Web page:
British Optimist sailor Haydn Sewell was only 11 when he qualified to sail for team GBR in the 2014 European Championships in Ireland. Now aged 13 and currently sixth in the UK rankings, he has his immediate sights set on the Optimist World Championships, with Olympic hopes further down the line. Marina caught up with him to find out more…
Marina How did you start sailing?
HS I was very lucky, in that I met lots of top sailors before I started sailing because of my dad’s job at the time [Haydn’s dad, Tim Sewell, was Skandia’s Brand and Sponsorship Manager managing sponsorships including Skandia Team GBR, Skandia Cowes Week and Skandia Geelong Week, before moving on to become Head of Marketing and Media at the International Sailing Federation (ISAF)]. I first met Iain Percy when I was a week old! All this got me interested in sailing. Apparently I first went sailing when I was 18 months old in Geelong, Australia, but the first time I remember was going out in a Pico with my Dad from UKSA in Cowes.
Marina Is it a family activity?
HS My Dad used to sail, but he doesn’t get the opportunity much anymore because he’s always taking me to events and training. We all get involved at the Optimist events and my Mum quite often helps on the Regatta Fleet committee boat, but she doesn’t sail. We have an RS Feva at Gurnard SC, so we sometimes go out for some fun in that too. I have a 10-year-old sister, Freya, who also sails an Optimist. She is in the Regatta Fleet at the moment.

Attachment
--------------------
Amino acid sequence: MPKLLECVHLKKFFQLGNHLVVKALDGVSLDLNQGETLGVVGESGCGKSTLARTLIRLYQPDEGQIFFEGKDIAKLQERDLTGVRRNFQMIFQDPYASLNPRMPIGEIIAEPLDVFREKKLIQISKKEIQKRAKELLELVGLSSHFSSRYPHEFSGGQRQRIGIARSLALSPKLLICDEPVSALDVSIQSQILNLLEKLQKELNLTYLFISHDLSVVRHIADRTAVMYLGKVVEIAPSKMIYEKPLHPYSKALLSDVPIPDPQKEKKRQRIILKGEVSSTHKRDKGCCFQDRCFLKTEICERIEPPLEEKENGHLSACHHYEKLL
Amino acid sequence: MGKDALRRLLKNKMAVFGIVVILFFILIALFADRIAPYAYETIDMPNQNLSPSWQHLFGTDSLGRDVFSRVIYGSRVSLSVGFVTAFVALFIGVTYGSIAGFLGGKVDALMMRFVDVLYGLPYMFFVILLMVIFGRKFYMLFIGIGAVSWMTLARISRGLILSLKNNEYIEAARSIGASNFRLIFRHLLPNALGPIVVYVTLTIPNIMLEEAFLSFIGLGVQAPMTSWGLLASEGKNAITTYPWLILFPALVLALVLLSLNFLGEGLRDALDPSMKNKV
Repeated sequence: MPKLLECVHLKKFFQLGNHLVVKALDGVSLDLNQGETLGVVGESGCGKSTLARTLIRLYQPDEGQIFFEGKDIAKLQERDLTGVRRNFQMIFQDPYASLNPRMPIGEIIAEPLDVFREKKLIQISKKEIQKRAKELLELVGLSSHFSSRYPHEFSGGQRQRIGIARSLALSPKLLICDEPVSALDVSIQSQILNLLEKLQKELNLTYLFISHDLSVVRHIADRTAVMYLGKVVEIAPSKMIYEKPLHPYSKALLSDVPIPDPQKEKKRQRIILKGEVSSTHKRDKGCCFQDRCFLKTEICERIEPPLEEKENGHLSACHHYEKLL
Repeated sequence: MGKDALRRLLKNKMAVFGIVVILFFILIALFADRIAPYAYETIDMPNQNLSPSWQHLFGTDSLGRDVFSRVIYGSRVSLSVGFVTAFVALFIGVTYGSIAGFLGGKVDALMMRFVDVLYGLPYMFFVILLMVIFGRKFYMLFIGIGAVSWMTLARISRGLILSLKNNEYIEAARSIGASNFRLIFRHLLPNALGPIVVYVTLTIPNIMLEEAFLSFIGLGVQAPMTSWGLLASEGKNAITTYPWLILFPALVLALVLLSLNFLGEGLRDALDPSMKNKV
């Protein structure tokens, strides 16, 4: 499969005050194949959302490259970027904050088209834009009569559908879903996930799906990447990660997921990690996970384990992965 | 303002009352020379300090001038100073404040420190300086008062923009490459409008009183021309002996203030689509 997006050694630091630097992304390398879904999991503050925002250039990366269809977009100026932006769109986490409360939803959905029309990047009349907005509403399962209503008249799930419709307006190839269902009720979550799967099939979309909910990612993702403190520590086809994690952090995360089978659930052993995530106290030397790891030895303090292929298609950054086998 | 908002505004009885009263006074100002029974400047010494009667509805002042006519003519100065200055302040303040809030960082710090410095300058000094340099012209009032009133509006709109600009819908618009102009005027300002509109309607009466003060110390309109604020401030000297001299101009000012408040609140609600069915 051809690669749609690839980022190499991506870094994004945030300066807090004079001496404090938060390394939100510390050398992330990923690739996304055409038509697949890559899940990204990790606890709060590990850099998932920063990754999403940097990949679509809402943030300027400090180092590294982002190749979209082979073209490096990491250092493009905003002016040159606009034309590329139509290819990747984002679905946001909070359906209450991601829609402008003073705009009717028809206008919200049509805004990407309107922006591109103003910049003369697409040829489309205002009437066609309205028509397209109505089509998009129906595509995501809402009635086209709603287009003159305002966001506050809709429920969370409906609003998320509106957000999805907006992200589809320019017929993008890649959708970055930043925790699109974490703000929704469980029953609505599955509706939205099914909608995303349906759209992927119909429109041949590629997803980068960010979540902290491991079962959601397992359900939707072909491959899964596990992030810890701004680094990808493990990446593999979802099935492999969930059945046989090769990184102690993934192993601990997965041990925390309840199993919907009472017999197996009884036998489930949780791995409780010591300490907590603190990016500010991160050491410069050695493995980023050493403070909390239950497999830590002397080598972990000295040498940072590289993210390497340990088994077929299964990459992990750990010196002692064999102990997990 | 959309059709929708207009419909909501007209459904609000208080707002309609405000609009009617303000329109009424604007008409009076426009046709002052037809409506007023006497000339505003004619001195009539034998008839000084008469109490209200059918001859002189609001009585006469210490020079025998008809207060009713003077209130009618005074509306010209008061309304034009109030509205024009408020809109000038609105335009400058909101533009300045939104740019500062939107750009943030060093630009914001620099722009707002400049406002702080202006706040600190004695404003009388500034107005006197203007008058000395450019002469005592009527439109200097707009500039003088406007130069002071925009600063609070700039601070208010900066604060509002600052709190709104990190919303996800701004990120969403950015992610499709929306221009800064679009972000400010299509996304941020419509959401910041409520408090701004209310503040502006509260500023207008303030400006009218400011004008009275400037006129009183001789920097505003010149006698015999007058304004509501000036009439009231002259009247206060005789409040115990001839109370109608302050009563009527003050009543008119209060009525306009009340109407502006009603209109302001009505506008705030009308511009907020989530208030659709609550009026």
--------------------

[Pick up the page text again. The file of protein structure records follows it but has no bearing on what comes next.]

Marina Are you naturally competitive, and do you feel much pressure to get good results?
HS Yes, I’m very competitive! It’s really important to me to get good results and I’m very performance driven. I have the best fun sailing when I’m doing well. On the flip side, I feel a lot of pressure. It can make it tough sometimes so I am having to learn how to deal with that.
Marina How many hours a week/month do you train?
HS I train or race most weekends – we’re away from home and off the Isle of Wight about 40 weekends a year. During the week I do general fitness training and play other sports, like squash.
Marina How do you balance sailing/racing and school life?
HS I do a lot of my homework at school and make sure it’s done during the week so it doesn’t get in the way at weekends. Sometimes I have to miss a few days off school for training or events if they are a long way away, but I don’t mind that! Mum and Dad always tell me that if I don’t get my school work done and try hard then I won’t be able to sail, so I get it done!
Marina How has sailing had a positive effect on your life off the water?
HS Sailing really helps me off the water, especially at school. It helps with knowing how to deal with the pressure of tests and exams and has made me confident when speaking to teachers and asking for help and advice. My sailing and the coaching also helps with target and goal setting at school. I like helping out with the coaching at my club, too, and teaching others how to sail better.
Marina Do you have to look after yourself particularly well in order to stay fit and healthy?